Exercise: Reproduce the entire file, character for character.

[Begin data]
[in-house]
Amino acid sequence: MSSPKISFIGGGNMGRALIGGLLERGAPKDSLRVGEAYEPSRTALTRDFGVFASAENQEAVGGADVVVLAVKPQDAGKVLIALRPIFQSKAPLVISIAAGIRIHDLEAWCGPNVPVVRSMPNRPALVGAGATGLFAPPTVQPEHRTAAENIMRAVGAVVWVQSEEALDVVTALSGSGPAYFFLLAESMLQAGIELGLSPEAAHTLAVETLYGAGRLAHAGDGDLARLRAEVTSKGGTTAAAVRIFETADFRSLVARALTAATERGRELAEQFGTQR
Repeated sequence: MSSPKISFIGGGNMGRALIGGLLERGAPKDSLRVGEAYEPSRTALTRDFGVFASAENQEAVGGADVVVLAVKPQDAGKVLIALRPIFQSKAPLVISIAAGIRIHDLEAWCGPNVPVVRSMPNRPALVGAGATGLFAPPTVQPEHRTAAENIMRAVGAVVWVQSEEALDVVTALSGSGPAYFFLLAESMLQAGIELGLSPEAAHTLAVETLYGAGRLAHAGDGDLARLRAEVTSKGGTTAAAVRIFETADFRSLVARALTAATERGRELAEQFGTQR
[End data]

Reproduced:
[in-house]
Amino acid sequence: MSSPKISFIGGGNMGRALIGGLLERGAPKDSLRVGEAYEPSRTALTRDFGVFASAENQEAVGGADVVVLAVKPQDAGKVLIALRPIFQSKAPLVISIAAGIRIHDLEAWCGPNVPVVRSMPNRPALVGAGATGLFAPPTVQPEHRTAAENIMRAVGAVVWVQSEEALDVVTALSGSGPAYFFLLAESMLQAGIELGLSPEAAHTLAVETLYGAGRLAHAGDGDLARLRAEVTSKGGTTAAAVRIFETADFRSLVARALTAATERGRELAEQFGTQR
Repeated sequence: MSSPKISFIGGGNMGRALIGGLLERGAPKDSLRVGEAYEPSRTALTRDFGVFASAENQEAVGGADVVVLAVKPQDAGKVLIALRPIFQSKAPLVISIAAGIRIHDLEAWCGPNVPVVRSMPNRPALVGAGATGLFAPPTVQPEHRTAAENIMRAVGAVVWVQSEEALDVVTALSGSGPAYFFLLAESMLQAGIELGLSPEAAHTLAVETLYGAGRLAHAGDGDLARLRAEVTSKGGTTAAAVRIFETADFRSLVARALTAATERGRELAEQFGTQR